It’s valuable to know that you can get a $50 mammogram in Queens as opposed to paying $607 for one on E 102nd Street in Manhattan. New York’s ClearHealthCosts is going to find out just how valuable that information is.
The company, spun out of an entrepreneurial journalism program at The City University of New York, mixes big data – namely, federal government information on Medicare prices – with hand-carved data: ClearHealthCosts’ staff calls and surveys medical practices to get their actual prices.
Founder Jeanne Pinder says her end goal is to become a Kayak.com for healthcare costs: the best, go-to source for consumer pricing on medical procedures anywhere. Pinder relaunched it last month after a few months of testing, recently presented at the New York Tech Meetup, and is planning to raise about $750,000 to help expand to 35 cities by the end of 2013. The site currently surveys select medical procedures in the New York City area and San Francisco.
“The problem we’re trying to solve is that no one knows what anything costs in healthcare – it’s the last big opaque marketplace,” Pinder said.
Data-driven price-comparison sites have been among the hottest digital health investments in 2012. Castlight Health, which provides costs and physician information largely for businesses and insurance companies,and GoHealth, which provides insurance pricing, blew the curve for fund-raising this year by landing $100 million and $50 million investments, respectively. And there’s a thick, scattered group of other players in the same space as ClearHealthCosts, including SnapHealth, Healthcare Blue Book, Change Healthcare and FairCareMD.
The big investments reflect the big opportunities in this space. Healthcare reform and technology, among other things, are increasing lower costs, transparency and the role of empowered patients who will comparison shop. The time has come for these kinds of services, whether they’re a B2B exchange or a direct outreach to consumers. But it’s an open question which business has the right model – and whether they will be able to supplant traditional insurance companies and health systems who also offer some of the same information.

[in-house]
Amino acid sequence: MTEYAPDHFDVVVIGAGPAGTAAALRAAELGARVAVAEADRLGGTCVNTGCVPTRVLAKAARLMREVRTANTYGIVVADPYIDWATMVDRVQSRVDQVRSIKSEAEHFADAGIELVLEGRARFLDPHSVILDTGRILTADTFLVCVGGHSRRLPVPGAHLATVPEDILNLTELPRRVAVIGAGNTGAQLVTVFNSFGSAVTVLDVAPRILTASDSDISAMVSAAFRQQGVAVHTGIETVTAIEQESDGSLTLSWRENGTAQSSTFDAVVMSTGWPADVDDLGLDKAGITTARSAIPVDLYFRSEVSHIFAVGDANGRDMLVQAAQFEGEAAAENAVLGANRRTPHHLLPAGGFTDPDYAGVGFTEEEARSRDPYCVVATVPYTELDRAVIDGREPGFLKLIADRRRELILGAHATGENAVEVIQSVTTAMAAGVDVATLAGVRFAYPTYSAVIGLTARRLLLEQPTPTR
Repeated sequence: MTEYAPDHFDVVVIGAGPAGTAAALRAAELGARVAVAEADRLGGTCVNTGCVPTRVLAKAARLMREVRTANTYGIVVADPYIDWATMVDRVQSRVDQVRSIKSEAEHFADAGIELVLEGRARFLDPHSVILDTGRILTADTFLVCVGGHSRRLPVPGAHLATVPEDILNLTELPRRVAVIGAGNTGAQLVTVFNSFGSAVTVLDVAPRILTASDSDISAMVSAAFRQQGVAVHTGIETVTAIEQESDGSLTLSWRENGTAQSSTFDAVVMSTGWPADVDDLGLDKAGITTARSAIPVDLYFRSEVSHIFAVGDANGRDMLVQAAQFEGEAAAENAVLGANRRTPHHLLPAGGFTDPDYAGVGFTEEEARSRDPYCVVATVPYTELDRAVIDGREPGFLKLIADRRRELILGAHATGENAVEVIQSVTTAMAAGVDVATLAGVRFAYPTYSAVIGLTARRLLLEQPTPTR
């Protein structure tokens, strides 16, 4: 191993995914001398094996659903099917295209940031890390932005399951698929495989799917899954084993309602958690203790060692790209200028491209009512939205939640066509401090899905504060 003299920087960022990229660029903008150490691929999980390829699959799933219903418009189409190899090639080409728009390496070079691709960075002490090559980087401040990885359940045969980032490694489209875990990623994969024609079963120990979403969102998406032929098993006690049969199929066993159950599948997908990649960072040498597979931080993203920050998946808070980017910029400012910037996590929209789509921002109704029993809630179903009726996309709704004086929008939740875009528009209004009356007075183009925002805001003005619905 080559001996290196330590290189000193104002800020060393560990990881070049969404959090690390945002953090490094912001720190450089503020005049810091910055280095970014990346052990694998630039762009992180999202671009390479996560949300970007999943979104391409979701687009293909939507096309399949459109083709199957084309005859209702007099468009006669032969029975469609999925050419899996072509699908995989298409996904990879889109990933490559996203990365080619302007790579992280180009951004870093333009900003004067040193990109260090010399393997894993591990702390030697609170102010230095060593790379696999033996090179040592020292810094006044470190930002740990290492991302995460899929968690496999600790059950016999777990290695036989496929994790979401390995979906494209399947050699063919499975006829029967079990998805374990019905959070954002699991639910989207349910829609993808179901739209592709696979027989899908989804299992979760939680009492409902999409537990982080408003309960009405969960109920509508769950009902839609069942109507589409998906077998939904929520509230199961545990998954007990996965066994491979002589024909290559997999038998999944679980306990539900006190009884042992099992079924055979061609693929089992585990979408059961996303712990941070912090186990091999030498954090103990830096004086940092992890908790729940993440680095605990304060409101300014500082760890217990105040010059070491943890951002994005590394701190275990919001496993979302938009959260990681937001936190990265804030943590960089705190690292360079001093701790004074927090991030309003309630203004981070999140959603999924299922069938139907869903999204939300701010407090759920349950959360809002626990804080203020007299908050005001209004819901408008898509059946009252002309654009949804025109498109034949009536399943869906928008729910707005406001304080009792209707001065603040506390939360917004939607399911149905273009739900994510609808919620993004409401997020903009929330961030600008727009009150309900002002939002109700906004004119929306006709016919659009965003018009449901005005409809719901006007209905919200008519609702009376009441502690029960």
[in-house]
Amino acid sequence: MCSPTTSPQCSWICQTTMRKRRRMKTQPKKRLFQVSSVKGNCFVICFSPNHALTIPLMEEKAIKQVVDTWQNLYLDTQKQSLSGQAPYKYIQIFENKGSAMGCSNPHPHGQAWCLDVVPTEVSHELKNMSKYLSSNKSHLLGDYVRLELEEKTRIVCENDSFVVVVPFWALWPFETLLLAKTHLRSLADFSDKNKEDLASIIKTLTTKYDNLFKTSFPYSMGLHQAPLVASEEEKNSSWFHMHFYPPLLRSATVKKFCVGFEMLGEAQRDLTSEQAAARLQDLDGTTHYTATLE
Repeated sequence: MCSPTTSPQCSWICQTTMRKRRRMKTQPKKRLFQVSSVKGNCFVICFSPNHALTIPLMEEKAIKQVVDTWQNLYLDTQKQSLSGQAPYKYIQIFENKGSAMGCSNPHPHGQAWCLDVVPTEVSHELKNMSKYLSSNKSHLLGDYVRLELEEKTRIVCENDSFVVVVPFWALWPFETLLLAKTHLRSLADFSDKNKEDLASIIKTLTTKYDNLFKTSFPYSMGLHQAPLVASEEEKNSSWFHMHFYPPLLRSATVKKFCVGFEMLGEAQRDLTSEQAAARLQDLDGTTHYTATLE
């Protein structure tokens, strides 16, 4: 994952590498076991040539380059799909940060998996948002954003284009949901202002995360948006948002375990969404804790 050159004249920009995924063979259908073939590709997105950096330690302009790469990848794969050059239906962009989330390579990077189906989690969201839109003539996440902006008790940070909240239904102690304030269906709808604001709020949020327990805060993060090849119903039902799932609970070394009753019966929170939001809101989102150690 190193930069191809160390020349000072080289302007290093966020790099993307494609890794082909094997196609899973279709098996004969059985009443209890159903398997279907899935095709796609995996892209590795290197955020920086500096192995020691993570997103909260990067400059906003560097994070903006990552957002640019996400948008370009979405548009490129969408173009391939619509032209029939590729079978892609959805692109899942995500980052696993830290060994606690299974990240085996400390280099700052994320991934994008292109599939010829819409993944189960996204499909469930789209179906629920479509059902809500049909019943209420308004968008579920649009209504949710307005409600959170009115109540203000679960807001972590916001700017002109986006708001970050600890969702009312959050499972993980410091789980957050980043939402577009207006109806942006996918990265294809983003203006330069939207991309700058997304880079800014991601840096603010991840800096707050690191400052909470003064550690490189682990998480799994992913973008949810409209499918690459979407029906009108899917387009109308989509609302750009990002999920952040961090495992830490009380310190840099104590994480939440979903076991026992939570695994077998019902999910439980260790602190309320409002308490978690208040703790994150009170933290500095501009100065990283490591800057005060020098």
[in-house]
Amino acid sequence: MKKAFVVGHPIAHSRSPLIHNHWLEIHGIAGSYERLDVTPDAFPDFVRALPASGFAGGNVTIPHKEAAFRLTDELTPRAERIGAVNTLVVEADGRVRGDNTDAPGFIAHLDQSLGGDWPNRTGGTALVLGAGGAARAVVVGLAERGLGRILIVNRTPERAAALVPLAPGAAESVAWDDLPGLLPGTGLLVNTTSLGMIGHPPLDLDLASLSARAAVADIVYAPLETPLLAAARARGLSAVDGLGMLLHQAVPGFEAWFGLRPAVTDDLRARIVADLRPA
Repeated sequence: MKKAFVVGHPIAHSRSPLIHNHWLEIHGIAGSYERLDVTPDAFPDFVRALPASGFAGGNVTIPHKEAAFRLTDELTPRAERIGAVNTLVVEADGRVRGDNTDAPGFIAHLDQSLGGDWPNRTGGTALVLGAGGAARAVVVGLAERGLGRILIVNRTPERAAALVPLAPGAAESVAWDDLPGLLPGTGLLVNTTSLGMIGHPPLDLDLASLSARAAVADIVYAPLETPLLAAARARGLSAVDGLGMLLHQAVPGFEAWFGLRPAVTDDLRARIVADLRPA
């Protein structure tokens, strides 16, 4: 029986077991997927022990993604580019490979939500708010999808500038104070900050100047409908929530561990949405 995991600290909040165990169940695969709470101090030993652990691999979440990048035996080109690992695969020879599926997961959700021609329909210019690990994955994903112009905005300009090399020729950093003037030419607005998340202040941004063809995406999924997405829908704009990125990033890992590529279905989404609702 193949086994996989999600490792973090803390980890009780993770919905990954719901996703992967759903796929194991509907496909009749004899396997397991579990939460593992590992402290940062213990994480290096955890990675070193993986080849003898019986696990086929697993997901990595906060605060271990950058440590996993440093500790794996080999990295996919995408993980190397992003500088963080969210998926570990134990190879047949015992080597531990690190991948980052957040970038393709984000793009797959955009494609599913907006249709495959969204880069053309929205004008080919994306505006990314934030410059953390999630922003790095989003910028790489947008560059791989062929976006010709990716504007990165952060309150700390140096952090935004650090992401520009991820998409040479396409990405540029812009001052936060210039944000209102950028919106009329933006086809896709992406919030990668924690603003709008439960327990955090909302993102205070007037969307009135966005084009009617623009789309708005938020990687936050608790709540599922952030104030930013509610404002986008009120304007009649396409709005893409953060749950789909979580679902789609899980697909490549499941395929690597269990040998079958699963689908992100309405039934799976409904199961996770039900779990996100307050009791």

Pinder thinks the ClearHealthCosts approach of personally calling and surveying hospitals, private practices and other health providers sets it apart from other sites already out there. ClearHealthCosts has launched with information on about 30 of the most common procedures including some MRIs, pap smear, tests for sexually transmitted disease and colonoscopies. They then dug through what was largely dirty data (wrong addresses, merged practices, etc.) and tried to get a diverse sample of providers based on their size and location, while also picking facilities that represented different socioeconomic parts of the cities they launched in.
Visitors find the costs by entering the exact name of the medical procedure or government medical code to locate the costs. The site lets you search by state, region and zip code.
The site has anywhere from six to 10 different pricing options for initial procures they chose to highlight in their two current markets: San Francisco and Greater New York City (see an example on the right, which you can click to enlarge). You can still use the site to search for any kind of procedure anywhere in the country. It will display Medicare prices only if ClearHealthCosts hasn’t done any surveying in that area.
Pinder is banking on her belief that healthcare is at a data tipping point. If ClearHealthCosts can get enough information and traffic, providers would begin voluntarily reporting their numbers and provide an even greater critical mass of prices for patients to compare. An increasing number of states are requiring hospitals to report this data and Pinder said some practices are already coming to her site and reporting their prices.
Pinder also said she’s ready to act like Kayak, which pulls information from multiple sites to display a critical mass of prices and will then transfer visitors to those sites.
“We would be really excited to see any and all solutions to this problem of transparency,” she said. “It’s the biggest problem we face today as a nation. We may not have the only answer. But for right now we’re going direct to consumer. That’s a pretty good solution.”
With its initial data in place, ClearHealthCosts will spend the next year building its revenue model. It will seek out advertising and sponsorships from anyone who wants to be top of mind when patients are buying healthcare. The company will also consider a premium subscription model, events and resell anonymous customer data to those who may want insight into patient behavior.
Pinder and her team are not your traditional digital health entrepreneurs. She spent two decades at The New York Times working both as a journalist and human resources executive. She developed the idea for the business through an entrepreneurial journalism program at CUNY, which helped her get $54,000 in grants to launch the company. Her advisory board features digital media moguls including Jeff Jarvis, director of the Tow-Knight Center for Entrepreneurial Journalism at the CUNY Graduate School of Journalism.